New Zealand sporting stars Kelly Brazier and Holly Robinson have a few things in common.
Both shone at the recent Commonwealth Games, Kelly grabbing gold in the Women’s Rugby Sevens, and Holly claiming silver in the F46 javelin.
Both studied Sports and Exercise-related programmes at Otago Polytechnic.
And both have been nominated for Otago Polytechnic’s 2018 Distinguished Alumni Awards, which also feature a couple of other highly accomplished sportspeople — Dunedin-based athletics coach Raylene Bates and New Zealand rugby sevens legend DJ Forbes.
Kelly was the hero in the New Zealand women's sevens team’s Commonwealth Games gold medal match, running 80 metres to score the winning try in extra time.
However, the fact she promptly turned attention to the defensive efforts of her team-mates speaks volumes about her selfless attitude.
Having played representative touch in summer and representative rugby in winter for much of her teens, Kelly was selected in the Otago NPC team in 2006 — at the age of 15.
At that stage, she’d already played a season for Alhambra Union’s premier women’s rugby team, for whom she set a New Zealand women’s club rugby record of 64 points in a game in 2009.
She made her first New Zealand team (the under-21 mixed touch side) when she was 14, and was selected for the New Zealand secondary schoolgirl’s touch team at 15, followed by stint in the under-21 teams at 18 and 19.
After leaving Otago Girls High School, Kelly enrolled at Otago Polytechnic, where she gained a Certificate in High Performance in 2006, then a Diploma in Applied Sport and Exercise Leadership (Sports Management and Coaching) in 2010.
The leading points scorer at the 2010 Rugby World Cup, Kelly won the Otago Institute of Sport and Adventure Sportsperson of the Year award in 2009 and 2010.
Like Kelly, Holly has always been “sporty”. Her earliest memory is playing rugby with her twin brother in Hokitika when she was three years old.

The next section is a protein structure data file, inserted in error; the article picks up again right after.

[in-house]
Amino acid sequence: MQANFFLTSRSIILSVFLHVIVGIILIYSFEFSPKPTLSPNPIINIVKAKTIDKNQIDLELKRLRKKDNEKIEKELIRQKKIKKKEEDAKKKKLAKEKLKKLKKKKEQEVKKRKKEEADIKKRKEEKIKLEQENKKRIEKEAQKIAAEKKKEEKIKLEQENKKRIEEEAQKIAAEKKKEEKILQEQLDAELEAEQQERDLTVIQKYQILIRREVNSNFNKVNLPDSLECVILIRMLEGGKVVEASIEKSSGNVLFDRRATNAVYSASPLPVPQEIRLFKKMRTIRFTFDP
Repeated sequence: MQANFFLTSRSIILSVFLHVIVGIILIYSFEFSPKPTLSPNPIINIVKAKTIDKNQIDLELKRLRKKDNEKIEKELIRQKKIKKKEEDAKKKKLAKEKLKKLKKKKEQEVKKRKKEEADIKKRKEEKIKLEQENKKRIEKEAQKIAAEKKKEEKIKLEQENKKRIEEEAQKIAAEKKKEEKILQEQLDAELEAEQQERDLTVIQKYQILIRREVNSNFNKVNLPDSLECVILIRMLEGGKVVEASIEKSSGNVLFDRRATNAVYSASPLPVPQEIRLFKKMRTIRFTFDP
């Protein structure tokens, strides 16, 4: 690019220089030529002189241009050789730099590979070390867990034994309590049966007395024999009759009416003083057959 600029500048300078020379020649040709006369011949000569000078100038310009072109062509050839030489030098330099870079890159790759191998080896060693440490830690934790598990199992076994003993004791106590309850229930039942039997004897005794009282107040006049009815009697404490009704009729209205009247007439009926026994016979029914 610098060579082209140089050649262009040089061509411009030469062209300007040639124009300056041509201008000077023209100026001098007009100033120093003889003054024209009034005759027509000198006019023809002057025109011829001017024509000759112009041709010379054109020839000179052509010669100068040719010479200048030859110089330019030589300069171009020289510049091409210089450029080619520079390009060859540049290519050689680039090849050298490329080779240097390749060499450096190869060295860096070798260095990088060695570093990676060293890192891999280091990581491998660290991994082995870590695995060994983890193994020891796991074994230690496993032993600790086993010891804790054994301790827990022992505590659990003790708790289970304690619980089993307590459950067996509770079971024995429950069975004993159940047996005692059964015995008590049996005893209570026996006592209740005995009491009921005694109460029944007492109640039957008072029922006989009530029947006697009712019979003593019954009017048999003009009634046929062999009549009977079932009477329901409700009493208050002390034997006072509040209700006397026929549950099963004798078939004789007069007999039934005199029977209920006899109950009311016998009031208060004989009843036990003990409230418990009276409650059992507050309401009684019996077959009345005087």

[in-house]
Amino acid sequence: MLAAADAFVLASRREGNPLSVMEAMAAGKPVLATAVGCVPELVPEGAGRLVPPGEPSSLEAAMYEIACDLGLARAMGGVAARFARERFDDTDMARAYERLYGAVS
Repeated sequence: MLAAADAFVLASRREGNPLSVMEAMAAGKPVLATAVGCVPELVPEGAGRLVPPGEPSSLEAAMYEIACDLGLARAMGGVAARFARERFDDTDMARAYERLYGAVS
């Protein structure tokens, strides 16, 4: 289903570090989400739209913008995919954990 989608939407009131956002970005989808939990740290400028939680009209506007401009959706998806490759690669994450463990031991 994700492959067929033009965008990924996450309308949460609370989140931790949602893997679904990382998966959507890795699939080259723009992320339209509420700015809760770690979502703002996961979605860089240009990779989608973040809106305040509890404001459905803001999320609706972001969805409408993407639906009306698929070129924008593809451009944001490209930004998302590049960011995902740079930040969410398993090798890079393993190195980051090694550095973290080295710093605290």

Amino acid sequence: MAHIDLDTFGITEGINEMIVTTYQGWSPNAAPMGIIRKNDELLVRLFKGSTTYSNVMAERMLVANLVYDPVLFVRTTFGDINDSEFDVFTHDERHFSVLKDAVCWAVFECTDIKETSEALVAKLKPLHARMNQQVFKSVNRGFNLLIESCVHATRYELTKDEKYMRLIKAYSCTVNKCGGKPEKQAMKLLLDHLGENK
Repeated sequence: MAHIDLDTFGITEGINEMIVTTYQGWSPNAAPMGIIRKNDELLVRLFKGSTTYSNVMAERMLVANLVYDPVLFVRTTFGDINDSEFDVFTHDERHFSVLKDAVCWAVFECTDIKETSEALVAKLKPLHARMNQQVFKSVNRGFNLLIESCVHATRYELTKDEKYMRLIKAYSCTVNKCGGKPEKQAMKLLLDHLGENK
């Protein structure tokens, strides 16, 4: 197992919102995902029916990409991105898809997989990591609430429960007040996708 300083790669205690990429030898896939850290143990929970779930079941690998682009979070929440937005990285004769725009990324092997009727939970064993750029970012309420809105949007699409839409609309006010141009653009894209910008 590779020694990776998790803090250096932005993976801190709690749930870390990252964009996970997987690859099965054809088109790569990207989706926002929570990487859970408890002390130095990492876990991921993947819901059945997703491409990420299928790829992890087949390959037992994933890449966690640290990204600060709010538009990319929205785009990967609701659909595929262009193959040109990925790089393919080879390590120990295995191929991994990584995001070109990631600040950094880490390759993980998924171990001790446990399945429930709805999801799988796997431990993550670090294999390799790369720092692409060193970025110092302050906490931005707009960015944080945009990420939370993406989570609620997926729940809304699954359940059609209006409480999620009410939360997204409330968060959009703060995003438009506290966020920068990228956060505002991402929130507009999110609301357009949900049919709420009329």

Fast-forward two decades: the Otago Polytechnic Bachelor of Applied Science graduate stepped on to the Commonwealth Games medal dais after winning silver in the F46 javelin on the Gold Coast in early April.
Holly threw 43.32m with her first of six throws, breaking Hollie Arnold's (Wales) world record by 30cm. However, Arnold snatched gold (and the record) from Robinson with a final throw of 44.43m.
Robinson, who was born with a shortened left arm, “decided to start getting serious about something” at the age of 12. She focused on javelin throwing and, at 16, was offered a scholarship to train with Raylene Bates.
In 2012 she represented New Zealand at the London Paralympics. It was also Holly’s last year of school.
“I looked at the Bachelor of Applied Science (Physical Activity, Health and Wellness) degree at Otago Polytechnic. It was a practical and applied qualification, and I liked that. It’s sort of the way I learn.”
Raylene Bates has also been nominated for an Otago Polytechnic Distinguished Alumni Award. She completed a Bachelor of Applied Management (Transformation and Change and Sports Management, 2011).
Employed fulltime by Athletics New Zealand, Raylene was named a Member of the New Zealand Order of Merit for her service to athletics in the 2017 New Year Honours. She also won the Shining Light Award at the Attitude Awards last year, in recognition of her involvement with Paralympians and the work she does to enhance the lives of people with disabilities.
Likewise, DJ Forbes is in line for an Otago Polytechnic Distinguished Alumni Award.
DJ retired from playing last year, having contested his 11th World Rugby Sevens series, bringing to an end a career that included 153 tries in world series events, a Commonwealth Games gold medal (2010) and a World Cup title (2013).
Otago Polytechnic’s 2018 Distinguished Alumni Awards will be held at Manaaki, Harbour Tce, Dunedin, on 11 May.
Published on 3 May 2018
Orderdate: 3 May 2018
Expiry: 31 Oct 2018